To this complaint the defendant demurred, upon the ground "that the said Johann L. C. Fritsche by said will gave all his property to his wife, the said Margarethe Fritsche, the defendant herein, and the $300 mentioned in the codicil was a conditional bequest, and was not to be paid to the said Herman Karl Fritsche until after the death of Margarethe Fritsche, and then only in case there was property remaining at the time of her death."
The court sustained the demurrer and thereupon rendered judgment for the defendant.
Noble E. Pierce, with whom was Marcus H. Holcomb, for the appellant (plaintiff). Harrison B. Freeman, Jr., with whom was Frederick A. Scott, for the appellee (defendant).
This action calls for the construction of a will and its codicils. The plaintiff's right of recovery depends entirely upon the result of such construction. Neither the will itself, nor its codicils taken in connection with it, unmistakably express the testator's intention. The ambiguities in them are apparent.
The cardinal rule of construction with respect to wills is that the intention of the testator is to be sought after and, if not inconsistent with some established principle of law, carried into effect. This intention may be gathered not only from within the instrument itself, but also from the circumstances which surrounded the testator when the will was made, including the situation and condition of his estate, his relations to his family and beneficiaries, and their situation and condition. The construing court will put itself as far as possible in the position of the testator, in the effort to construe the uncertain language used by him in such a way as shall, conformably to the language, give force and effect to his intention.
In the present case the defendant demurred to the complaint, which is barren of facts aliunde the will which might aid in its construction. The effect of this procedure is to impose upon him the burden of maintaining that the will was not susceptible of a construction consistent with the plaintiff's claims. If, under the accepted rules of testamentary interpretation, such a construction was possible, the plaintiff was entitled to have the will go to the court for its construction with such aid as might be furnished by proper evidence to be adduced by the parties. It certainly cannot be claimed for this will and its codicils, that their language is such that it would not bear reasonable interpretation in harmony with the plaintiff's contention. So far is this from being true, that even upon their face the plaintiff's position is one which might be urged, as it is, with no little force. If added force could be given by proper evidence tending to disclose the intention of the testator, the plaintiff was entitled to it. If, on the other hand, the evidence proved to be to a contrary effect, it was the defendant's privilege to avail himself of it. In either event the court was fairly entitled to have such aid to construction as the circumstances of the case furnished.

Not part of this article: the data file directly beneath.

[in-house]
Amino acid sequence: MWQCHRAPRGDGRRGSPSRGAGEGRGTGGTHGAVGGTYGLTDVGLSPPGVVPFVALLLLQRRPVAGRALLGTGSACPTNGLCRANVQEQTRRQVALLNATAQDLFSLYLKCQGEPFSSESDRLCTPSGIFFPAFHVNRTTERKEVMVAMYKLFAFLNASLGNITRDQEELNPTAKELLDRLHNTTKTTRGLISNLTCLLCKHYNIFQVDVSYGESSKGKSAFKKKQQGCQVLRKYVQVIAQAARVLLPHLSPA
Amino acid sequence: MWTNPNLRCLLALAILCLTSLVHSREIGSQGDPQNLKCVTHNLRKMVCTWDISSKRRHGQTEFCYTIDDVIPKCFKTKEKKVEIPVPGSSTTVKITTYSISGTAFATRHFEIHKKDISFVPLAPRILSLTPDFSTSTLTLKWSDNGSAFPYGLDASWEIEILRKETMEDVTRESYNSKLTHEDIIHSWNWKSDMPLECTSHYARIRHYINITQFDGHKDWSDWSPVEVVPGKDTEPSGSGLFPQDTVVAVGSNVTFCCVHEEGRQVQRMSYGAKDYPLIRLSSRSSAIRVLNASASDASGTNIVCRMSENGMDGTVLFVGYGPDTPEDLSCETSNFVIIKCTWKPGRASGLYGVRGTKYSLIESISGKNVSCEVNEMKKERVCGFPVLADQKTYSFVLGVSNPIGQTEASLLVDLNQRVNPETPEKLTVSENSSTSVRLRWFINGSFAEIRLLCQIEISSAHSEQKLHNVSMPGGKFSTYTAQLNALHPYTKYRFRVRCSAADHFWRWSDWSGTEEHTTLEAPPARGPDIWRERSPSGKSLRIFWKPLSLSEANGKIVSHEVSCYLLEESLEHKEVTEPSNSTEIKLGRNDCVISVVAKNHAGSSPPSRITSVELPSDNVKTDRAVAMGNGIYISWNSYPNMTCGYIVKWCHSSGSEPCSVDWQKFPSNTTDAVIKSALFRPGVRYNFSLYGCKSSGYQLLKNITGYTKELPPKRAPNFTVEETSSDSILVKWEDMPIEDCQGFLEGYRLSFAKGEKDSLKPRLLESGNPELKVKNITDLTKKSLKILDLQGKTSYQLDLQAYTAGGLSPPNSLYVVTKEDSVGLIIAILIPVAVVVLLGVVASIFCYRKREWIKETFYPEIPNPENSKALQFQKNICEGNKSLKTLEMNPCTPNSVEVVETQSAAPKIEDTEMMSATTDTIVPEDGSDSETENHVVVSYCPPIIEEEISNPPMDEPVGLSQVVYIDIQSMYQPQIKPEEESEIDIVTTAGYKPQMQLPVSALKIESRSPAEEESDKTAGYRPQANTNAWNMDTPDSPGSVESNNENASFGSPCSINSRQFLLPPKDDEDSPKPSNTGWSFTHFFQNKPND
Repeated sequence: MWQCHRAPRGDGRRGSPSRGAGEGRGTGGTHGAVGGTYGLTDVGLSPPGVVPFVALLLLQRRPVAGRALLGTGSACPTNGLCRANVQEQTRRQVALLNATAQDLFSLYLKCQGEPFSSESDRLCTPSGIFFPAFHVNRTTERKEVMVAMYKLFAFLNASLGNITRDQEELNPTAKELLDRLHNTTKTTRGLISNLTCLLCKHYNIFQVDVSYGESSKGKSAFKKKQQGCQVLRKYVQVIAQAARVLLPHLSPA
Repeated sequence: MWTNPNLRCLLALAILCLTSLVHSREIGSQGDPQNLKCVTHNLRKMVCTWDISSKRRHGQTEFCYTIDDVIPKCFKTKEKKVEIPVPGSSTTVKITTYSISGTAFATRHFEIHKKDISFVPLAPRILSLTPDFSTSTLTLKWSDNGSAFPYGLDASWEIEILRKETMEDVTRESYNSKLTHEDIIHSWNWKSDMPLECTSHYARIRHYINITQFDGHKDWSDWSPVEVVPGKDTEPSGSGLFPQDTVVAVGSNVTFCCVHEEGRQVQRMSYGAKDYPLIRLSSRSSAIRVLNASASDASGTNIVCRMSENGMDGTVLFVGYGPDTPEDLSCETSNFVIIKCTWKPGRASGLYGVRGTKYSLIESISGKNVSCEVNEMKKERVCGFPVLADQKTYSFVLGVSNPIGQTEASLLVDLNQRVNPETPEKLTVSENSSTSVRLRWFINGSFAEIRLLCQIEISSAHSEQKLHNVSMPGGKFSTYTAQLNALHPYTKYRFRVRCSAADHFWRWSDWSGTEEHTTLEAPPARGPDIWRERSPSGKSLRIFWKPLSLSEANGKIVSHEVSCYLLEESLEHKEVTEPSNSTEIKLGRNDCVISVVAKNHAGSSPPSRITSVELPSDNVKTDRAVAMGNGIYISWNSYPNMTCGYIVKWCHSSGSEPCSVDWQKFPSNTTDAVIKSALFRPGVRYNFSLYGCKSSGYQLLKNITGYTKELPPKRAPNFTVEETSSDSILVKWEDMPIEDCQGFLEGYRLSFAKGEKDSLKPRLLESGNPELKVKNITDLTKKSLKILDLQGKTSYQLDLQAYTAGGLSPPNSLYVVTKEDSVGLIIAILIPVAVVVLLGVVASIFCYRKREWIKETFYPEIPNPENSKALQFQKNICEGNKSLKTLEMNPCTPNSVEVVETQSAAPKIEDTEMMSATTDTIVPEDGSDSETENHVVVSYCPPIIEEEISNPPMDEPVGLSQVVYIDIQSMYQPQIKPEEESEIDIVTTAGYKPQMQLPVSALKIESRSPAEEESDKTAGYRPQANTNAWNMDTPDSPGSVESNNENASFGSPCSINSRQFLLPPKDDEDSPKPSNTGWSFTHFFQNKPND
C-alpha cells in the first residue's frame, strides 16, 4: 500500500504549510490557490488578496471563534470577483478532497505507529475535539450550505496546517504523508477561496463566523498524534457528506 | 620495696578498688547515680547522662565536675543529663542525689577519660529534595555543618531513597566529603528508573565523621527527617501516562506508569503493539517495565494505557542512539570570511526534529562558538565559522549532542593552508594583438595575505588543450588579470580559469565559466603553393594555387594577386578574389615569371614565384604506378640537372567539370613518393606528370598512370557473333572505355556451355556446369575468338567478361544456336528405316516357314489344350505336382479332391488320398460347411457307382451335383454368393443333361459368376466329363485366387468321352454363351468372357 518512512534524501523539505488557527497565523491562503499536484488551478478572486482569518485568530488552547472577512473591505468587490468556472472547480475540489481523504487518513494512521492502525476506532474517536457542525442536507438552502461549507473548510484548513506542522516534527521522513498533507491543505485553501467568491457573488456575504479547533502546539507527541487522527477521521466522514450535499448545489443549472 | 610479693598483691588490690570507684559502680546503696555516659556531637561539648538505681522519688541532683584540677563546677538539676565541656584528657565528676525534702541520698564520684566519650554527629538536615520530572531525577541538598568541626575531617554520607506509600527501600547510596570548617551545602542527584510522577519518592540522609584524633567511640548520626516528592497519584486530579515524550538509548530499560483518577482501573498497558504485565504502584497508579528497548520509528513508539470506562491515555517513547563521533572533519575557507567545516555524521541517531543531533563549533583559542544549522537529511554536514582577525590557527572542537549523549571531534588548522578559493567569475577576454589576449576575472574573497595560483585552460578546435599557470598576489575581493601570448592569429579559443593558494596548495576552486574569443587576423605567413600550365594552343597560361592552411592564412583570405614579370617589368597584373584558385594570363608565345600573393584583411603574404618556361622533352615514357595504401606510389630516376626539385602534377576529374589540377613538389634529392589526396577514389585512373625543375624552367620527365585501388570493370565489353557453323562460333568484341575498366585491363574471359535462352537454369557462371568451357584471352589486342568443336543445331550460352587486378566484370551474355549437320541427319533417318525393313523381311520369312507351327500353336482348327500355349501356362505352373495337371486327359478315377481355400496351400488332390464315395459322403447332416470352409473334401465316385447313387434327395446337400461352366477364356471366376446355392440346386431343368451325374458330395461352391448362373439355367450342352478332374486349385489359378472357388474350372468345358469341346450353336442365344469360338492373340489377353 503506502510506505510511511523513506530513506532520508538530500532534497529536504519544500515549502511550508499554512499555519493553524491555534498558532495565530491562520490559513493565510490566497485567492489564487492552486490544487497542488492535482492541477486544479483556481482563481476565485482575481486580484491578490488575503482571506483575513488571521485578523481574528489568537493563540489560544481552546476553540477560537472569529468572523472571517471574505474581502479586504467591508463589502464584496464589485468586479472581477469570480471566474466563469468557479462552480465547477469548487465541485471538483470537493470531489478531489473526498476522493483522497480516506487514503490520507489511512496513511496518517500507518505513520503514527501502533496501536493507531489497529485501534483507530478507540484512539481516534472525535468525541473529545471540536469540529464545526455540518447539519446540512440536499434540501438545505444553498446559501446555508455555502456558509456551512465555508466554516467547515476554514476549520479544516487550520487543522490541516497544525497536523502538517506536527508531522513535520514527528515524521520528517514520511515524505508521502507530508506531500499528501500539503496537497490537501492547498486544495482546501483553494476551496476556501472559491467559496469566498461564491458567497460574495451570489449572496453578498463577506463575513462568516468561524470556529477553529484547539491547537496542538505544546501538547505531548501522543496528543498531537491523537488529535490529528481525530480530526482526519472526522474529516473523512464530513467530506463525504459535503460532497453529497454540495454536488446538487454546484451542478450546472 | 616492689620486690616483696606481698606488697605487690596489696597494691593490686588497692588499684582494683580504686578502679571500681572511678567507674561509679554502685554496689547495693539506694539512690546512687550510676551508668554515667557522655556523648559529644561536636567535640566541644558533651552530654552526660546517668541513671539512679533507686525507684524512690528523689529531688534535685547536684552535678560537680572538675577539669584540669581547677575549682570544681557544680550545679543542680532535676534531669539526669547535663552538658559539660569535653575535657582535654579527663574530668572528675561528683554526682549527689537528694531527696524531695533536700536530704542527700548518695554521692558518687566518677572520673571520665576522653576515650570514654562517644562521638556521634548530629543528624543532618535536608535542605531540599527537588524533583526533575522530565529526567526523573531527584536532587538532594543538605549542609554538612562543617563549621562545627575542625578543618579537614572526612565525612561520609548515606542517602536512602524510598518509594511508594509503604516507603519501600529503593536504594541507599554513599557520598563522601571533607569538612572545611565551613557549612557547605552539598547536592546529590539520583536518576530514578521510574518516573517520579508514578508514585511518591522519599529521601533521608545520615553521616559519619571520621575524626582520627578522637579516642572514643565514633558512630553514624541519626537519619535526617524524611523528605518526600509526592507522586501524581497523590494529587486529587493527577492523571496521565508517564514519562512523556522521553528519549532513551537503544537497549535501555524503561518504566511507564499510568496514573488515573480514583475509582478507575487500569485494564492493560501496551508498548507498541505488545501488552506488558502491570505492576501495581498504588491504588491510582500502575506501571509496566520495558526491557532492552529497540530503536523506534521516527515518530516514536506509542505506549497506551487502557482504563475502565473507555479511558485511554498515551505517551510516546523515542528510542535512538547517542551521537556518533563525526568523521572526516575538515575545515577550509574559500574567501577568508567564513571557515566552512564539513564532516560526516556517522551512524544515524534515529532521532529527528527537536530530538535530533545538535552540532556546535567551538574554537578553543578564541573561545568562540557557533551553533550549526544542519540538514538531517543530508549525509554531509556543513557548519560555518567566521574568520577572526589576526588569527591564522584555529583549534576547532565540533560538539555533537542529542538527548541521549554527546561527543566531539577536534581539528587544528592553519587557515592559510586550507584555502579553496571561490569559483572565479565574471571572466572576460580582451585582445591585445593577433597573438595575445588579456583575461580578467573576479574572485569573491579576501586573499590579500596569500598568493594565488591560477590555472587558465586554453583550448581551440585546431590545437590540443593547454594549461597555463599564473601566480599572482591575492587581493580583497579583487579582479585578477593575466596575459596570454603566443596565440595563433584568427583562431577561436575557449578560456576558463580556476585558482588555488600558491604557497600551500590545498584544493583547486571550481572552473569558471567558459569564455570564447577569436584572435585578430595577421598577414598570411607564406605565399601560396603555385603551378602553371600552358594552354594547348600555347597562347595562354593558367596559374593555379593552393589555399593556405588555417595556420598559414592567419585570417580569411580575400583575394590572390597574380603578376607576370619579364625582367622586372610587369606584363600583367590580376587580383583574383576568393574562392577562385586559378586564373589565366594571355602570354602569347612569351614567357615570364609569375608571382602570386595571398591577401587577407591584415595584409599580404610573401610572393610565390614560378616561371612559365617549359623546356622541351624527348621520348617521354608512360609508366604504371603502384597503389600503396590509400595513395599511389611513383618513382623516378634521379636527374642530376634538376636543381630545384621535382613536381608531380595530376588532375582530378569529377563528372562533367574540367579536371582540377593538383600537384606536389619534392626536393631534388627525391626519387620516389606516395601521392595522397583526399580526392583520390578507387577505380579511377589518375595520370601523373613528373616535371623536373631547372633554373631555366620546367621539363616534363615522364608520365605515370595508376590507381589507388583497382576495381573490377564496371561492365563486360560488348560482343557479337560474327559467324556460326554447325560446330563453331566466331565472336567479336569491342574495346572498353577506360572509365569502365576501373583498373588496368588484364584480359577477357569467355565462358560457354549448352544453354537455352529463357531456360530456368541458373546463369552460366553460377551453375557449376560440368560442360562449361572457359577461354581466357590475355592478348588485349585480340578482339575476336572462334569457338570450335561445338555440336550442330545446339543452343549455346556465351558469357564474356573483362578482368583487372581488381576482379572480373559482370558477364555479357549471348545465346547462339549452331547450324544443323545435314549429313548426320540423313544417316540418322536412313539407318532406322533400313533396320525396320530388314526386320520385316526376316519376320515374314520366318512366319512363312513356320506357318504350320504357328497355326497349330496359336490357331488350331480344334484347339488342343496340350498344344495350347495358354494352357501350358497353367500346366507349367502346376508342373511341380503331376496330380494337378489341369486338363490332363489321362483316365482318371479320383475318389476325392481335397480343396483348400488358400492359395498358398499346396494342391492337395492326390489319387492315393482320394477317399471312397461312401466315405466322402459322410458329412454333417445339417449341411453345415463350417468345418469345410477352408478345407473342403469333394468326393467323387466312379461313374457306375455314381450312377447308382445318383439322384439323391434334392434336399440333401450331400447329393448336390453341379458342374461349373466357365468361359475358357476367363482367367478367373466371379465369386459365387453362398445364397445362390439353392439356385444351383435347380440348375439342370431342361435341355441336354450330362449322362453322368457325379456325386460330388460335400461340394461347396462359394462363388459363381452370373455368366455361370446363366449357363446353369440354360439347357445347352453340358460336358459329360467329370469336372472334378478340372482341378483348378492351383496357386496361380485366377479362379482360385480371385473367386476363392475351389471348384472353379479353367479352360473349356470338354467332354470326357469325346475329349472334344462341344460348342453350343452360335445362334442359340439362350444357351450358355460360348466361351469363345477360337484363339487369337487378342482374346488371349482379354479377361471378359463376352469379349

The demurrer was addressed to the legal effect of the will upon its face; not to the absence of any allegations in the complaint of extrinsic facts to support the construction of its provisions assumed by the plaintiff. Whether, if such facts exist, they should have been pleaded, is a point which, as it has not been presented, we do not consider.